When you're on a tight budget, it can be difficult to decide what to spend your hard-earned cash on. Do you splurge on the fun stuff? Be responsible and renovate? There's no one answer that's right for everyone. But, reading what's been worth the investment to other people might help you figure out what's most important to you. Below, eight people (who know a thing or two about making a home) share the investments that had the biggest impact on their happiness at home.
Sink money into where you sit (and sleep)
"I think I joked about this in my house tour, but it's probably my sectional sofa. I love that couch. It's not just a couch, but it's a guest bed (two guest beds actually), and a secondary bed for me! It looks great and it's so comfortable! It's the perfect place to have a nap with the dog, and I've woken up there many a time after falling asleep watching a movie..."
— Tim Tripp has a passion for the history of decor and design that's present throughout his Toronto loft we toured.
"Good quality down cushions for sofas or chairs are a MUST!! The best cushions consist of a small foam center with a generous down feather surround.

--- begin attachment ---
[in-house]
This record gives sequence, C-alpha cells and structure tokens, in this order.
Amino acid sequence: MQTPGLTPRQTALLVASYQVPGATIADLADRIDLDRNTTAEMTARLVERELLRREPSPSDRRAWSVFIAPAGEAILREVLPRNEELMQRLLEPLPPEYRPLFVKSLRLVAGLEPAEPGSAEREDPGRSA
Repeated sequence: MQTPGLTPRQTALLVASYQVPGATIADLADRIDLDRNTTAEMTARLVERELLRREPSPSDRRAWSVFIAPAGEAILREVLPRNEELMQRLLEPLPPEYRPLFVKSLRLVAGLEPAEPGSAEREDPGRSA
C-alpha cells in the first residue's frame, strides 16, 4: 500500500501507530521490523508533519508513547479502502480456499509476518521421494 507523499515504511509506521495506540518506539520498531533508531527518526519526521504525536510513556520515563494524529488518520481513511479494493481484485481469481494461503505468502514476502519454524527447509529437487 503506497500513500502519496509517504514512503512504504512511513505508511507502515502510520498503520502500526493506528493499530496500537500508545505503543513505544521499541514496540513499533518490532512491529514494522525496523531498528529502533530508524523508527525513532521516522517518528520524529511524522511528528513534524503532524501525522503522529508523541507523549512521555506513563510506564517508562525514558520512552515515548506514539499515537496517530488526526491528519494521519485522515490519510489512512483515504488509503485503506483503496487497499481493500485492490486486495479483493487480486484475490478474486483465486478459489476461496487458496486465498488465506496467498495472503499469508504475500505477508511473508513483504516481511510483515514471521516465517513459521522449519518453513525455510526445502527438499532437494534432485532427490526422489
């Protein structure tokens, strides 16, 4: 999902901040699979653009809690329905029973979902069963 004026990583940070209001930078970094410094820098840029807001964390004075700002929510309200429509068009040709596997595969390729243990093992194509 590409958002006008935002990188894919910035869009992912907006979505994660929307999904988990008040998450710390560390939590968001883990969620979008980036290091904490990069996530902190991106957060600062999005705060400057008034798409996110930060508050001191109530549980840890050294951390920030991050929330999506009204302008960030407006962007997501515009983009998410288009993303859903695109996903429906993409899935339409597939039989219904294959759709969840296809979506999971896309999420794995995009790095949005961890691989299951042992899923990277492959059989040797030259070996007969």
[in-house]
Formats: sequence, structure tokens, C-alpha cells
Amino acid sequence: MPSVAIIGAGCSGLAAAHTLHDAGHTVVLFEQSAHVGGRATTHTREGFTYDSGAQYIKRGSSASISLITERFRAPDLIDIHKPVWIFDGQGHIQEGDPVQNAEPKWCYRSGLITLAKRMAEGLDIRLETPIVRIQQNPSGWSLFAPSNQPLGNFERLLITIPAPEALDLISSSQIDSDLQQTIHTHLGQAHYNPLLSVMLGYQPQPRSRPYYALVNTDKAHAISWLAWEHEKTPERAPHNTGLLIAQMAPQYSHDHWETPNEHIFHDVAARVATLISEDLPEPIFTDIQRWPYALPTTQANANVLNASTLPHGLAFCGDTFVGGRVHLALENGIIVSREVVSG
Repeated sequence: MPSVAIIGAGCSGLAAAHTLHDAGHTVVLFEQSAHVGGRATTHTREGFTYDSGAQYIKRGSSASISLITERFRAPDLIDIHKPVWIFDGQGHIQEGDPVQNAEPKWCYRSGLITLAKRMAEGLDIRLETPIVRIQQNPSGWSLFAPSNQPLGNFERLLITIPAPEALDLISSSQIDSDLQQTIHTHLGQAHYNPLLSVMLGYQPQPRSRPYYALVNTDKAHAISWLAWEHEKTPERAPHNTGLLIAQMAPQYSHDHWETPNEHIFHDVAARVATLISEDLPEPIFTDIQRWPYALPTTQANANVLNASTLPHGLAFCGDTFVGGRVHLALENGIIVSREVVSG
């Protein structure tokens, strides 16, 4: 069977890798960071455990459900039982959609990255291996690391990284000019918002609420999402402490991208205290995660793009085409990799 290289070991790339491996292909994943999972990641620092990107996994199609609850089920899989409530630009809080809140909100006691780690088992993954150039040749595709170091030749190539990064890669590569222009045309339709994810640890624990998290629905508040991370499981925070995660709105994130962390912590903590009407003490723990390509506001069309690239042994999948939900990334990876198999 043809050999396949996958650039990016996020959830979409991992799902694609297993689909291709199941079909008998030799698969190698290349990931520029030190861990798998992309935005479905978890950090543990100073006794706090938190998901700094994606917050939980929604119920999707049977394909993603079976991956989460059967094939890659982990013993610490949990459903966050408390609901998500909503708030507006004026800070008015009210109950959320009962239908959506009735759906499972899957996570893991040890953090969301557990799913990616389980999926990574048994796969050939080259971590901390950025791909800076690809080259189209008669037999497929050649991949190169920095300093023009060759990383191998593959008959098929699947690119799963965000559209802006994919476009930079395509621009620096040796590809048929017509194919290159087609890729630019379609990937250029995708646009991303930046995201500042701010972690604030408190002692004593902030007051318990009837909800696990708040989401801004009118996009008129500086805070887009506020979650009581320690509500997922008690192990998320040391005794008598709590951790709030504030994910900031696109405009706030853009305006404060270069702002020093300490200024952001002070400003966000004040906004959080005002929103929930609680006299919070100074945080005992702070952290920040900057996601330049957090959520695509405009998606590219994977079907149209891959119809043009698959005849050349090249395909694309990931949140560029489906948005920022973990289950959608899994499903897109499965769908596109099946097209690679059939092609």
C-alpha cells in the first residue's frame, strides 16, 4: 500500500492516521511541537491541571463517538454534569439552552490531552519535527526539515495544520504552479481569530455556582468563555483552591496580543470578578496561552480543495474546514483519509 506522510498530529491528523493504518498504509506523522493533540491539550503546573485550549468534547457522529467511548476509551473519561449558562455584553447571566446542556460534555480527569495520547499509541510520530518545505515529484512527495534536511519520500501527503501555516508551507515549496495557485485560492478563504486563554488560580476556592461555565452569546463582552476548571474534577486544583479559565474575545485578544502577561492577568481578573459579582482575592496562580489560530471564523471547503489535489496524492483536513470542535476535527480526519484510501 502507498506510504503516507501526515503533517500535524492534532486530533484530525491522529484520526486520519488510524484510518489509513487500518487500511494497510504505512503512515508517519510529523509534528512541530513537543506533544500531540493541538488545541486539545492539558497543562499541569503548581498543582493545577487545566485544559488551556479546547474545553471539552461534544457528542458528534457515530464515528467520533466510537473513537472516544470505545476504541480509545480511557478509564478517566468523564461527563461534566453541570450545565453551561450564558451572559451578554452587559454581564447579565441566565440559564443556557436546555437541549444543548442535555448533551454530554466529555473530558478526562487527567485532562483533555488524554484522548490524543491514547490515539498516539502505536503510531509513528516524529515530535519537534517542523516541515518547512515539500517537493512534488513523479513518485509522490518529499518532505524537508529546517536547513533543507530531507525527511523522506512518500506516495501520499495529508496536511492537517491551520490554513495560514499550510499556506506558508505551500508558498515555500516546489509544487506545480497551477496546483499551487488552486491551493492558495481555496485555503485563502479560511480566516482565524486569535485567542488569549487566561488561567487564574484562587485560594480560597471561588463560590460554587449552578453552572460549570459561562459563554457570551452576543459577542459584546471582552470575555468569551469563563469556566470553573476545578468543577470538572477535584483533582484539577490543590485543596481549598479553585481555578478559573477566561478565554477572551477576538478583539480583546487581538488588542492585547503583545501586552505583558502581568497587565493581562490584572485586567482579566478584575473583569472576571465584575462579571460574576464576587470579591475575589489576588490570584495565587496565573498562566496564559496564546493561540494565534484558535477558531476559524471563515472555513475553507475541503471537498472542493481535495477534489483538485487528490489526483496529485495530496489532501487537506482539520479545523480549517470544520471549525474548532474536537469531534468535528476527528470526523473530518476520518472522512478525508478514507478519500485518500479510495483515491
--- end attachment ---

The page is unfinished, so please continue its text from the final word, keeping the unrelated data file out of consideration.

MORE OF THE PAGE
Good quality rugs are always worth it. They last forever!! I'm living with beautiful rugs from my husband's grandmother…they are still stunning.
Refinishing wood floors can totally transform a room, unless the floors are gorgeously and naturally aged.
Invest (if you can) in good quality wooden doors. Hollow core doors hurt my soul. A beautiful wooden door can change your life.
Last but not least… great art, and guess what? You are the judge. It doesn't have to be expensive, but it can take time and effort to find treasures. Look to emerging artists, students, and flea markets. Trust your judgement, unless you have absolutely hideous taste then ask a creative type!! I'm sure you have some creative friends."
— Judith Bigham (also find her on Instagram) is a painter and an interior designer, and her home in Seattle is layered with furniture, art, and treasures that she has spent decades lovingly collecting and creating.